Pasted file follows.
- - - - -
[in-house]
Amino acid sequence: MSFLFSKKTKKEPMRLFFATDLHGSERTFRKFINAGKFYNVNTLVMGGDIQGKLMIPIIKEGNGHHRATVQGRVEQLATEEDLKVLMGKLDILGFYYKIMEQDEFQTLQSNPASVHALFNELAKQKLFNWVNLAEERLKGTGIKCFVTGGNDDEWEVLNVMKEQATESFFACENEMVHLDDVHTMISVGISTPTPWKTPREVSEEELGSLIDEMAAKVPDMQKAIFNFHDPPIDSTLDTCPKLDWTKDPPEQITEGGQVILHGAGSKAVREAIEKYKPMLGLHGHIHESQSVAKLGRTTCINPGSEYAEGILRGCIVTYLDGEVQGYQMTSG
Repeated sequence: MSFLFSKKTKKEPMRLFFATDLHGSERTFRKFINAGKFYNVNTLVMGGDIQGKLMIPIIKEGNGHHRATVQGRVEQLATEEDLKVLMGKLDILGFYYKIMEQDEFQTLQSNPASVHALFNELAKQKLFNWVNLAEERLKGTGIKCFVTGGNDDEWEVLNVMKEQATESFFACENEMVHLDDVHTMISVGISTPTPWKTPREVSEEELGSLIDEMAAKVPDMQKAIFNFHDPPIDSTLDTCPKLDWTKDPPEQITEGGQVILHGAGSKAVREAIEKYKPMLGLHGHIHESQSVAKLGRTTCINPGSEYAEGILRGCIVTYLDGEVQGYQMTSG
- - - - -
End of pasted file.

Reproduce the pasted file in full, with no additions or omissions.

[in-house]
Amino acid sequence: MSFLFSKKTKKEPMRLFFATDLHGSERTFRKFINAGKFYNVNTLVMGGDIQGKLMIPIIKEGNGHHRATVQGRVEQLATEEDLKVLMGKLDILGFYYKIMEQDEFQTLQSNPASVHALFNELAKQKLFNWVNLAEERLKGTGIKCFVTGGNDDEWEVLNVMKEQATESFFACENEMVHLDDVHTMISVGISTPTPWKTPREVSEEELGSLIDEMAAKVPDMQKAIFNFHDPPIDSTLDTCPKLDWTKDPPEQITEGGQVILHGAGSKAVREAIEKYKPMLGLHGHIHESQSVAKLGRTTCINPGSEYAEGILRGCIVTYLDGEVQGYQMTSG
Repeated sequence: MSFLFSKKTKKEPMRLFFATDLHGSERTFRKFINAGKFYNVNTLVMGGDIQGKLMIPIIKEGNGHHRATVQGRVEQLATEEDLKVLMGKLDILGFYYKIMEQDEFQTLQSNPASVHALFNELAKQKLFNWVNLAEERLKGTGIKCFVTGGNDDEWEVLNVMKEQATESFFACENEMVHLDDVHTMISVGISTPTPWKTPREVSEEELGSLIDEMAAKVPDMQKAIFNFHDPPIDSTLDTCPKLDWTKDPPEQITEGGQVILHGAGSKAVREAIEKYKPMLGLHGHIHESQSVAKLGRTTCINPGSEYAEGILRGCIVTYLDGEVQGYQMTSG